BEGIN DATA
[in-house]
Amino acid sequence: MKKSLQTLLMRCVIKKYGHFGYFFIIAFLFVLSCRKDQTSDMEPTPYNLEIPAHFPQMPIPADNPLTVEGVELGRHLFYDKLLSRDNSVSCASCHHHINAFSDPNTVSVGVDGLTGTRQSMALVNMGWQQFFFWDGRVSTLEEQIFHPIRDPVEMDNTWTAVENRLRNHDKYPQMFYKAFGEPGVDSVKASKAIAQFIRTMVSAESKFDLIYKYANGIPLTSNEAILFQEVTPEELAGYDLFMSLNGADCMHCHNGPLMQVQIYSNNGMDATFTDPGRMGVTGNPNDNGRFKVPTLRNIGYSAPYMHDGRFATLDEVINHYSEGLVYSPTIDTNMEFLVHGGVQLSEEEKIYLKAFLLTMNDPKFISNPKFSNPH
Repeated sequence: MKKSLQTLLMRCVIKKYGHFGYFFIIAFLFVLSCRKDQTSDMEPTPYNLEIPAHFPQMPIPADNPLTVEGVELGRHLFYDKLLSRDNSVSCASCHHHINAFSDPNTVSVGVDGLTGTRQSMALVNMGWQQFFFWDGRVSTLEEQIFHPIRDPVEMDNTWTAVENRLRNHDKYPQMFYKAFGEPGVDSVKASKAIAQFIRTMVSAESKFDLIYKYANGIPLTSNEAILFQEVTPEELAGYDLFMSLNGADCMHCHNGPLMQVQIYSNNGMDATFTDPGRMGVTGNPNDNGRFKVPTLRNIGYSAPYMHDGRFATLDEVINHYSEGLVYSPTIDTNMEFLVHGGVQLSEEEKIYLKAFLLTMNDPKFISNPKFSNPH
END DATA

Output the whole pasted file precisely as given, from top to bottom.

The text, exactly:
[in-house]
Amino acid sequence: MKKSLQTLLMRCVIKKYGHFGYFFIIAFLFVLSCRKDQTSDMEPTPYNLEIPAHFPQMPIPADNPLTVEGVELGRHLFYDKLLSRDNSVSCASCHHHINAFSDPNTVSVGVDGLTGTRQSMALVNMGWQQFFFWDGRVSTLEEQIFHPIRDPVEMDNTWTAVENRLRNHDKYPQMFYKAFGEPGVDSVKASKAIAQFIRTMVSAESKFDLIYKYANGIPLTSNEAILFQEVTPEELAGYDLFMSLNGADCMHCHNGPLMQVQIYSNNGMDATFTDPGRMGVTGNPNDNGRFKVPTLRNIGYSAPYMHDGRFATLDEVINHYSEGLVYSPTIDTNMEFLVHGGVQLSEEEKIYLKAFLLTMNDPKFISNPKFSNPH
Repeated sequence: MKKSLQTLLMRCVIKKYGHFGYFFIIAFLFVLSCRKDQTSDMEPTPYNLEIPAHFPQMPIPADNPLTVEGVELGRHLFYDKLLSRDNSVSCASCHHHINAFSDPNTVSVGVDGLTGTRQSMALVNMGWQQFFFWDGRVSTLEEQIFHPIRDPVEMDNTWTAVENRLRNHDKYPQMFYKAFGEPGVDSVKASKAIAQFIRTMVSAESKFDLIYKYANGIPLTSNEAILFQEVTPEELAGYDLFMSLNGADCMHCHNGPLMQVQIYSNNGMDATFTDPGRMGVTGNPNDNGRFKVPTLRNIGYSAPYMHDGRFATLDEVINHYSEGLVYSPTIDTNMEFLVHGGVQLSEEEKIYLKAFLLTMNDPKFISNPKFSNPH